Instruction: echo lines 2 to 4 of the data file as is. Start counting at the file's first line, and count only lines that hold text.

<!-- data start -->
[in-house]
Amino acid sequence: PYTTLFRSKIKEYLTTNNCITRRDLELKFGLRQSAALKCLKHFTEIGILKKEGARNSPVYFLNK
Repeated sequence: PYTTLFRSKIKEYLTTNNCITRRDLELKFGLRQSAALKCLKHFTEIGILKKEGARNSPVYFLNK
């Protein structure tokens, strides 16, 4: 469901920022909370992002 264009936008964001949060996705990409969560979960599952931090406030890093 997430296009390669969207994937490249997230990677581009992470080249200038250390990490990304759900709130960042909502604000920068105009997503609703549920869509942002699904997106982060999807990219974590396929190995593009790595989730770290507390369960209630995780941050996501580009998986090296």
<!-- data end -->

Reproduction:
Amino acid sequence: PYTTLFRSKIKEYLTTNNCITRRDLELKFGLRQSAALKCLKHFTEIGILKKEGARNSPVYFLNK
Repeated sequence: PYTTLFRSKIKEYLTTNNCITRRDLELKFGLRQSAALKCLKHFTEIGILKKEGARNSPVYFLNK
């Protein structure tokens, strides 16, 4: 469901920022909370992002 264009936008964001949060996705990409969560979960599952931090406030890093 997430296009390669969207994937490249997230990677581009992470080249200038250390990490990304759900709130960042909502604000920068105009997503609703549920869509942002699904997106982060999807990219974590396929190995593009790595989730770290507390369960209630995780941050996501580009998986090296």